Anyone know if Apple included SSE4 support in the 10.5.2 update?

Discussion in 'macOS' started by spaceballl, Feb 14, 2008.

  1. spaceballl macrumors 68030


    Nov 2, 2003
    San Francisco, CA
    I read a bunch of rumors that Apple was working to optimize for SSE4 instructions for the new batch of Intel chips coming out - does anyone know if this happened?
  2. Amdahl macrumors 65816

    Jul 28, 2004
    the libvDSP.dylib component in the Accelerate framework was updated in 10.5.2, among others, so perhaps they got it in. You'll know for sure when it appears in the developer tools/documentation.
  3. lin2mac macrumors newbie

    Jan 21, 2008
    I doubt it. IIUC SSE4 is just a batch of new CPU instructions that the new Intel CPUs support. In order to take advantage of that, gcc (XCode c/c++/objective c compiler) would have to be updated to emit these new instructions. If Apple has an internal version of gcc that understands these instructions they may have used it. But, that would only apply to OS code, code that you run (3rd party software or whatever) surely wouldn't be comiled with a compiler that apple hasn't released yet.
  4. Amdahl macrumors 65816

    Jul 28, 2004
    That is wrong. You only need an assembler, and if you are an operating system manufacturer, you can do it in binary/machine-code if you didn't have time to hack your assembler.

    That is the whole point of the Accelerate framework.

    However, if none of the existing Accelerate APIs can make any practical use of the SSE4 instructions, it won't be useful until the new APIs are published.
  5. lin2mac macrumors newbie

    Jan 21, 2008
    The accelerate framework sounds pretty neat. So the answer to the original question rests on several further questions:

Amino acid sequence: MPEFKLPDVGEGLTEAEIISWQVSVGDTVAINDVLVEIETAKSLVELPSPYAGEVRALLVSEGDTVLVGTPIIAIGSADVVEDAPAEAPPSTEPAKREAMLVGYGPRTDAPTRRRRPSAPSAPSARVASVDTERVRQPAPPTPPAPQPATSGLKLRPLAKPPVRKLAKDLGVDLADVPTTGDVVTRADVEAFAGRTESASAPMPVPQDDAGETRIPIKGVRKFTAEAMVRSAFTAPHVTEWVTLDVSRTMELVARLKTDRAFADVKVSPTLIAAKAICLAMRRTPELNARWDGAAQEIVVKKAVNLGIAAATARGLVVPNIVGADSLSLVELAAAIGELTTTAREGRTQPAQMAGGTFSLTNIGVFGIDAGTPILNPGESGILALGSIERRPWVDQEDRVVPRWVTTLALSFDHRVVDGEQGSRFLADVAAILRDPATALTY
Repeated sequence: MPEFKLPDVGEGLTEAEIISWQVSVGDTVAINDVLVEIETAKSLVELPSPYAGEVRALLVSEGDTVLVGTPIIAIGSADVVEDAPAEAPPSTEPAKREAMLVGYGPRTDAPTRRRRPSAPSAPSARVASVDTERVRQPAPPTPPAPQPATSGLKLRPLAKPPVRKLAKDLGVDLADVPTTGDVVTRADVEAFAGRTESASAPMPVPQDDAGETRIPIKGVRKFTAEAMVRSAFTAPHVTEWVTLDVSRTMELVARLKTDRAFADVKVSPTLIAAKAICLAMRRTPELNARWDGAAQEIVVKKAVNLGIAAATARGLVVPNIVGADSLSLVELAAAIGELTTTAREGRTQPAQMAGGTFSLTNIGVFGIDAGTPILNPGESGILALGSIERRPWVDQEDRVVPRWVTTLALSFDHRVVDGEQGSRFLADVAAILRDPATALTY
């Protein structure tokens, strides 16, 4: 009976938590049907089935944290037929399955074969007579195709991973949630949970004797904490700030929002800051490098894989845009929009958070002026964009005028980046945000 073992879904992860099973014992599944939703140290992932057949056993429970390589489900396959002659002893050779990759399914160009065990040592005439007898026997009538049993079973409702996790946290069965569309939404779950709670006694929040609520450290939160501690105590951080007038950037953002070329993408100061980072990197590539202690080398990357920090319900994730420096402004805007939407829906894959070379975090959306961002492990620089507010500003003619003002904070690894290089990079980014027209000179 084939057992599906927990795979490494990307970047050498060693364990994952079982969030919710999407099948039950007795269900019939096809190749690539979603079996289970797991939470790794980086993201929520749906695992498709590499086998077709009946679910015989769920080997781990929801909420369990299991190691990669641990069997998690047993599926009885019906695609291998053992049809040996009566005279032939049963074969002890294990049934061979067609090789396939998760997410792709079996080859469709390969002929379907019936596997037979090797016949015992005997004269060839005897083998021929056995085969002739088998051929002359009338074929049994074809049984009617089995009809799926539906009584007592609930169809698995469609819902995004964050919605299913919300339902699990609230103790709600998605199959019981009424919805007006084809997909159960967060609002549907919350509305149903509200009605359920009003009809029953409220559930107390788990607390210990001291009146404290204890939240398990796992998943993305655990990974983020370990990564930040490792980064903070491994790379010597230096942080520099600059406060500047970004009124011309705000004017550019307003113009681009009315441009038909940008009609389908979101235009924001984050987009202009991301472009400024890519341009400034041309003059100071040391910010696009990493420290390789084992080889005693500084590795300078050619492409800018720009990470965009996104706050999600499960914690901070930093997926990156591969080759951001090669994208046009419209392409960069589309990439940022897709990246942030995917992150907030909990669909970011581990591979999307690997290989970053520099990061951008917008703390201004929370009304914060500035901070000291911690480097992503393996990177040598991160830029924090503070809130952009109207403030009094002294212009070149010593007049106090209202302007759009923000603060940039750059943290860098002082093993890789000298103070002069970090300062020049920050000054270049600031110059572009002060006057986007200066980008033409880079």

- Do the accelerate APIs do anything which could take advantage of SSE4 instructions?
    - Did Apple update code within the accelerate framework to use SSE4 instructions.
    - Does the software you're interested in spend significant time in accelerate framework library code which is likely to be faster with SSE4 support.


    - When you install Mac OS 10.5.2, does it tailor the binaries to the specific CPU you're using? libvDSP looks like this:

    office:A kelly$ file libvDSP.dylib
    libvDSP.dylib: Mach-O universal binary with 4 architectures
    libvDSP.dylib (for architecture i386): Mach-O dynamically linked shared library i386
    libvDSP.dylib (for architecture ppc7400): Mach-O dynamically linked shared library ppc
    libvDSP.dylib (for architecture ppc64): Mach-O 64-bit dynamically linked shared library ppc64
    libvDSP.dylib (for architecture x86_64): Mach-O 64-bit dynamically linked shared library x86_64

    It seems like we need another couple of entries: (for architecture i386 supporting SSE4) and (for architecture x86_64 supporting SSE4). Without this, how does a binary with SSE4 support work on an intel chip which doesn't support the instruction?
  6. Amdahl macrumors 65816

    Jul 28, 2004
    SSE4 is just a subset of the (ever changing) i386 & AMD64 architectures. It doesn't qualify as an architecture. The software can call the x86 CPUID instruction, which returns a value that indicates what features are supported by the CPU. Older CPUs return zeros in the areas reserved for future capabilities, while software ignores features it does not understand. When software sees that SSE4 is supported, it can run a different version of certain functions that make use of those instructions, while the generic version does not.

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